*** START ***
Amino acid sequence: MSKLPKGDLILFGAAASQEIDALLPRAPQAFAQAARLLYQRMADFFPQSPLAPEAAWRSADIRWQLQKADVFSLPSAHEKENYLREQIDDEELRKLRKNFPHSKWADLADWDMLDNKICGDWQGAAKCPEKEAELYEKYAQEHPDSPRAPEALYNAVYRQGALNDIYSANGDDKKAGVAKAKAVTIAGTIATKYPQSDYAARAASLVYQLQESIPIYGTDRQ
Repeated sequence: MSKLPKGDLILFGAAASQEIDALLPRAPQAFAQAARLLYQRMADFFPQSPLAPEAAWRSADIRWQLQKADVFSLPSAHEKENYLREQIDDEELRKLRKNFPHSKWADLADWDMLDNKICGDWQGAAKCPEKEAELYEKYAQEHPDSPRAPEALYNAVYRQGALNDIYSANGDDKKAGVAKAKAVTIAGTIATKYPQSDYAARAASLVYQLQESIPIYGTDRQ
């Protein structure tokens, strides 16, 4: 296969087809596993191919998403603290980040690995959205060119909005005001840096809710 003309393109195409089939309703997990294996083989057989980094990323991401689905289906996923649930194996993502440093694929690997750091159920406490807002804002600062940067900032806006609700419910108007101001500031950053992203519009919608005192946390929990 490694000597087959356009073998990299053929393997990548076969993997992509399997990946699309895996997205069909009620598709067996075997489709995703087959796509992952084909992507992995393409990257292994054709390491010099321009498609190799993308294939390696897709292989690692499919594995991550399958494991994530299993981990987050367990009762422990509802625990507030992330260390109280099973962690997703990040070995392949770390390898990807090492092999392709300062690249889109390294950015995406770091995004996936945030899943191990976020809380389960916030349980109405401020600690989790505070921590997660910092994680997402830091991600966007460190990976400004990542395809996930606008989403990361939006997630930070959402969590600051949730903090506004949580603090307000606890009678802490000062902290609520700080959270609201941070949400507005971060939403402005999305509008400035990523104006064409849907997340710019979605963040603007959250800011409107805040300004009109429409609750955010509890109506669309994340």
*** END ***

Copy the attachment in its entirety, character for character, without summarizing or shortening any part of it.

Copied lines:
Amino acid sequence: MSKLPKGDLILFGAAASQEIDALLPRAPQAFAQAARLLYQRMADFFPQSPLAPEAAWRSADIRWQLQKADVFSLPSAHEKENYLREQIDDEELRKLRKNFPHSKWADLADWDMLDNKICGDWQGAAKCPEKEAELYEKYAQEHPDSPRAPEALYNAVYRQGALNDIYSANGDDKKAGVAKAKAVTIAGTIATKYPQSDYAARAASLVYQLQESIPIYGTDRQ
Repeated sequence: MSKLPKGDLILFGAAASQEIDALLPRAPQAFAQAARLLYQRMADFFPQSPLAPEAAWRSADIRWQLQKADVFSLPSAHEKENYLREQIDDEELRKLRKNFPHSKWADLADWDMLDNKICGDWQGAAKCPEKEAELYEKYAQEHPDSPRAPEALYNAVYRQGALNDIYSANGDDKKAGVAKAKAVTIAGTIATKYPQSDYAARAASLVYQLQESIPIYGTDRQ
């Protein structure tokens, strides 16, 4: 296969087809596993191919998403603290980040690995959205060119909005005001840096809710 003309393109195409089939309703997990294996083989057989980094990323991401689905289906996923649930194996993502440093694929690997750091159920406490807002804002600062940067900032806006609700419910108007101001500031950053992203519009919608005192946390929990 490694000597087959356009073998990299053929393997990548076969993997992509399997990946699309895996997205069909009620598709067996075997489709995703087959796509992952084909992507992995393409990257292994054709390491010099321009498609190799993308294939390696897709292989690692499919594995991550399958494991994530299993981990987050367990009762422990509802625990507030992330260390109280099973962690997703990040070995392949770390390898990807090492092999392709300062690249889109390294950015995406770091995004996936945030899943191990976020809380389960916030349980109405401020600690989790505070921590997660910092994680997402830091991600966007460190990976400004990542395809996930606008989403990361939006997630930070959402969590600051949730903090506004949580603090307000606890009678802490000062902290609520700080959270609201941070949400507005971060939403402005999305509008400035990523104006064409849907997340710019979605963040603007959250800011409107805040300004009109429409609750955010509890109506669309994340």